The Original Himalayan Blunder: How India Lost Gilgit-Baltistan

The Original Himalayan Blunder: How India Lost Gilgit-Baltistan

The original Himalayan Blunder was with regard to the Gilgit Agency and the Wazarat, which many don’t even remember. Gilgit-Baltistan, as we know it today comprised Gilgit Agency and Gilgit Wazarat back in 1947.

A lot has been written about the Himalayan Blunder committed by India in 1962. Even more has been written about the blunders committed in the prosecution of the Kashmir War of 1947, notably the reference to the United Nations by Jawaharlal Nehru at a time India was gaining momentum in the war. Poonch had been secured. Enemy forces had been chased away from the outskirts of Leh and Kargil had been won back. The Poonch-Uri road had been secured. India only needed a last push to capture Skardu back and take Muzaffarabad and Mirpur.

History would also tell you that Jammu and Kashmir was also the only princely state which was not under the charge of Sardar Vallabhbhai Patel. Kashmir was a separate Ministry under the Government of India and was directly under the charge of Prime Minister Nehru.

I would not labour the oft repeated events that pre-dated the accession of Kashmir to India.

I begin at the point of accession.

Field Marshal Manek Shaw

There is a fine account by Late Field Marshal Manek Shaw who was then the Director of Military Operations in the Army HQ in the rank of a Colonel. General Sir Roy Bucher, the C-in-C of the Indian Army sent him to accompany VP Menon who was flying to Srinagar to get the Instrument of Accession signed.

The Kabaili tribals were hardly 10-12 kms away from the Srinagar airfield. They came back on 25th Oct, and it is worth recalling in Manek Shaw’s own words what happened the next morning in a meeting of the Cabinet Defence Committee:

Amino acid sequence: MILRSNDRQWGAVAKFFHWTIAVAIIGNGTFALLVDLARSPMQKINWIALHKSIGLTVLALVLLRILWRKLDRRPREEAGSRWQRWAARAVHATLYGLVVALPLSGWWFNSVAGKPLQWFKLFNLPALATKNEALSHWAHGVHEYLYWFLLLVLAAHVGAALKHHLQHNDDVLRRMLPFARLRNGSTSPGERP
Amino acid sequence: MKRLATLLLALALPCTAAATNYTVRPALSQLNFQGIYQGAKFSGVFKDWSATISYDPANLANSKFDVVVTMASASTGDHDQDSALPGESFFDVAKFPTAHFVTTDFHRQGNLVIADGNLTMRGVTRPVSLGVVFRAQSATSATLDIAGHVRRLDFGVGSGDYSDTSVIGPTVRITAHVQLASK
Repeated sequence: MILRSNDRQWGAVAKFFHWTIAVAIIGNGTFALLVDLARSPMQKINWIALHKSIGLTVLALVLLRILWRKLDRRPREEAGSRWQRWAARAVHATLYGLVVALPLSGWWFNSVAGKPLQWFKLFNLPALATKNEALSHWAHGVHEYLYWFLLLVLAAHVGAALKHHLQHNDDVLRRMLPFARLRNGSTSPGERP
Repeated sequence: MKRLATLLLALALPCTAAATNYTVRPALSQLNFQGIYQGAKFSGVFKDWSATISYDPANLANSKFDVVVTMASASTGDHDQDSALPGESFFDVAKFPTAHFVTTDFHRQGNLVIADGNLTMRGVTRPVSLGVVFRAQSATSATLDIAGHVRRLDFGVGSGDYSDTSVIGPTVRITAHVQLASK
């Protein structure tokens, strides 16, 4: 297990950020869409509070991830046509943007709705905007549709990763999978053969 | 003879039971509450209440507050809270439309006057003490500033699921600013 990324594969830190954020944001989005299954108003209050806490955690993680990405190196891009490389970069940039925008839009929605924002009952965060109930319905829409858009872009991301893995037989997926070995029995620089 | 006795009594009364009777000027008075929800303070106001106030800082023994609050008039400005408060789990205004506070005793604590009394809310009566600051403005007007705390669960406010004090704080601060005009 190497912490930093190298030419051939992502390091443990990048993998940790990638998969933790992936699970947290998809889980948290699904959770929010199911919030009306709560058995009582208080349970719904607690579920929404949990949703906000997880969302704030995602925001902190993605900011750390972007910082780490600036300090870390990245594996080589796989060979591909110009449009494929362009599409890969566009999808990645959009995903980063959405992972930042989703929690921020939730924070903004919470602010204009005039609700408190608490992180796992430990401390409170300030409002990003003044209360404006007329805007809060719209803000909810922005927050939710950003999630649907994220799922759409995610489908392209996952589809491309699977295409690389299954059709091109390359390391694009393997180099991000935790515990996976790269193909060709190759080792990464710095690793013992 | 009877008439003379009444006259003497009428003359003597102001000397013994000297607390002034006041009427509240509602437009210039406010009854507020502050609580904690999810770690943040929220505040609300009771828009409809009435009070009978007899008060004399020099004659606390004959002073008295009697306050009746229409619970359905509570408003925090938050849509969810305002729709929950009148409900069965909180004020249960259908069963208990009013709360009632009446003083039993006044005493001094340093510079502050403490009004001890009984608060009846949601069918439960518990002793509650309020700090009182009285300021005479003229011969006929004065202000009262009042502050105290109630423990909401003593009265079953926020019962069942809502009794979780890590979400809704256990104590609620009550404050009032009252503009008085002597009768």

“At the morning meeting he handed over the (Accession) thing. Mountbatten turned around and said, ‘come on Manekji (He called me Manekji instead of Manekshaw), what is the military situation?’ I gave him the military situation, and told him that unless we flew in troops immediately, we would have lost Srinagar, because going by road would take days, and once the tribesmen got to the airport and Srinagar, we couldn’t fly troops in. Everything was ready at the airport.

As usual Nehru talked about the United Nations, Russia, Africa, God almighty, everybody, until Sardar Patel lost his temper. He said, ‘Jawaharlal, do you want Kashmir, or do you want to give it away’. He (Nehru) said,’ Of course, I want Kashmir (emphasis in original). Then he (Patel) said ‘Please give your orders’. And before he could say anything Sardar Patel turned to me and said, ‘You have got your orders’.